As Village Den swung its revamped doors open Monday afternoon, curious neighbors — both old and new — slipped into the fast-casual restaurant replacing the 36-year-old West Village institution that went by the same name.
But the airy venue backed by Antoni Porowski, the food and wine expert on the Netflix hit Queer Eye, is far from the previous hamburger-slinging diner that used to be in the space. The new Village Den is just as diet-friendly and carb-lacking as expected, with a menu featuring dishes ideal for more restrictive eating like salads, protein bowls, smoothies, and a selection of “TV Dinners,” which include a baked fish-stick option for $21. The menu even uses symbols to identify dishes that fit the Whole30, paleo, and keto diets.
Porowski at one point Instagrammed from the restaurant on Monday, recommending the $17 stuffed cabbage roll meal, but around 5 p.m. on opening day, he was not on the premises. His restaurant partners Lisle Richards and Eric Marx, the duo behind hospitality group Metric, were actively greeting people and making their own suggestions on what to order, though.
Richards’ recommendations included the Den Mother, a colorful salad made with maple-roasted squash, pomegranate, beet hummus, cauliflower, lentils, kale, and pickled apricot; and the Thai chicken bowl, served with coconut peanut sauce, purple cabbage, lemongrass brown rice, and cilantro. Many people were ordering TV Dinners, too, with several ordering that $21 fish stick dish — essentially a healthier version of the frozen fish sticks one eats as a child, plus two sides. Other dishes were less pricey, ranging from $7 to $13 for breakfast; and $12 to $14 for bowls and salads.
Porowski pays homage to his love for avocado — his obsession with the fruit caused some to question whether he could actually cook — by adding an avocado tartine to the breakfast menu and smashed avocado as a side.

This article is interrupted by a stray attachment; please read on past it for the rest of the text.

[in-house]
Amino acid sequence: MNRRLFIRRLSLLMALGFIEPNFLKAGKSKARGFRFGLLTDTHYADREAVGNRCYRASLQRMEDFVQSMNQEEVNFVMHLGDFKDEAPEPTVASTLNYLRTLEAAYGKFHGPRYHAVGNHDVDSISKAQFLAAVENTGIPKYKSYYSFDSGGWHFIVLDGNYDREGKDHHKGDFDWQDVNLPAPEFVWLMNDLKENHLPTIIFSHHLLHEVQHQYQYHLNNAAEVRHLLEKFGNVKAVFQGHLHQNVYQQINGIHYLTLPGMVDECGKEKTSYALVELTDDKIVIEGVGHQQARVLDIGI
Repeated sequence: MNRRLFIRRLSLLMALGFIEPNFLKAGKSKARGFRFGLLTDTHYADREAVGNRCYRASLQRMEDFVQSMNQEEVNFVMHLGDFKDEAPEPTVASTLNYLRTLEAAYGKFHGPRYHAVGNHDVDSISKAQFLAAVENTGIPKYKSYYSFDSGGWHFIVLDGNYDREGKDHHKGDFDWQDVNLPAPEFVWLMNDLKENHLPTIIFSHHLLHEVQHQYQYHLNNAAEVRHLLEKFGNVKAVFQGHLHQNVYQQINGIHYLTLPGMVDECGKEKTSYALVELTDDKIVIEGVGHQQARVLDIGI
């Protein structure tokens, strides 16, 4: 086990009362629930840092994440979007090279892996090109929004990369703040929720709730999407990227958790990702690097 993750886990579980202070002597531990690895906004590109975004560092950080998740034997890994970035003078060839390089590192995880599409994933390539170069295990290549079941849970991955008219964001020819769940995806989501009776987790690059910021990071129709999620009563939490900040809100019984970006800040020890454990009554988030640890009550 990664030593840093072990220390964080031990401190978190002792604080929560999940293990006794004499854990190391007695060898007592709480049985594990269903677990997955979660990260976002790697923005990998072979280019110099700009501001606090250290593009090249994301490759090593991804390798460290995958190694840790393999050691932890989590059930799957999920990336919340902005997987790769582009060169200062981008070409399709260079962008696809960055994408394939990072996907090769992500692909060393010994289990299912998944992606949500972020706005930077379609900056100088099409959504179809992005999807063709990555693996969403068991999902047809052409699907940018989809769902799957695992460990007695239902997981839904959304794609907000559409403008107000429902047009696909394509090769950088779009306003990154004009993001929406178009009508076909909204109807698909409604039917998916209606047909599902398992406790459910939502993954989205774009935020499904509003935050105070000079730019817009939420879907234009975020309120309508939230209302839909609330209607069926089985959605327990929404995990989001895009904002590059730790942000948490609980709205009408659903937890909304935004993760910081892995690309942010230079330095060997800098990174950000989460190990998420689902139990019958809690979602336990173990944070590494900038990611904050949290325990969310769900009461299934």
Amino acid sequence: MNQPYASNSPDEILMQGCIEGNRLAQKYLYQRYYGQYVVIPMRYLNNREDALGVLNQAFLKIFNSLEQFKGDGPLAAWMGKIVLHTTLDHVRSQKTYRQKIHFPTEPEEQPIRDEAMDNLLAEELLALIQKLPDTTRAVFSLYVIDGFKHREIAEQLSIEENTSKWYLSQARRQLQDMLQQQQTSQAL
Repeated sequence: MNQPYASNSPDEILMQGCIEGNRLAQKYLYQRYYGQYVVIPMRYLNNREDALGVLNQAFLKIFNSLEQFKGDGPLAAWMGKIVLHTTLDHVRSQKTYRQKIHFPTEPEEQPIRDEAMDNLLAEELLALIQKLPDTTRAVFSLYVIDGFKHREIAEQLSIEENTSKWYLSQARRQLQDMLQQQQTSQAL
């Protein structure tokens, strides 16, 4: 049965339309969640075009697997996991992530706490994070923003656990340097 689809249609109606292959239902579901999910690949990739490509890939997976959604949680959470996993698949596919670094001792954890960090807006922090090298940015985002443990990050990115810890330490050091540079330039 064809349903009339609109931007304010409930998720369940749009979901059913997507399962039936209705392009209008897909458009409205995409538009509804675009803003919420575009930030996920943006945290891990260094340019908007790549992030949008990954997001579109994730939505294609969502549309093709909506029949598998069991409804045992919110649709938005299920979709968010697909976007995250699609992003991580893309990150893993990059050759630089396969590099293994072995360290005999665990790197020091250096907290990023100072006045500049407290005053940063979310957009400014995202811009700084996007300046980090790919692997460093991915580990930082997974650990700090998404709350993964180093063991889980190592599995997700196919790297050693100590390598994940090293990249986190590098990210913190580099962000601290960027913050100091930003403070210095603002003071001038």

The Village Den’s new aesthetic is simple but far more Instagram conscious than the previous space: Inside, greenery hangs from a light-wooden structure that arches over diners waiting to place their orders at the counter. To the left of the entrance, a big, blue mural spells out “Things That Matter,” a list that includes animals, recycling, and eating your veggies. A long, blue booth lines the back wall of the restaurant — it’s the same blue as the mural — and tiny square tables offer seating for two.
The opening drew more of a neighborhood crowd instead of Porowski fans, with a mixture of West Village residents, gym-goers, and families showing up, Richard says. Perhaps placing focus on its status as a neighborhood restaurant versus its celebrity ties will benefit the restaurant. Celeb-backed restaurants have a recent history of failure in NYC; at least 10 fellow celebrity chefs — including Cat Cora, Guy Fieri, and Anne Burrell — have closed restaurants in the last year alone.
Even before people enter the restaurant, Village Den signals its mantra and dreams. Outside, a sign geographically places the restaurant “at the corner of vegan and paleo,” and a second sign sums up the owners’ hopes for the re-branded spot: “Better Den You Remember,” it says.
Village Den is now open from 11 a.m. to 10 p.m. in West Village.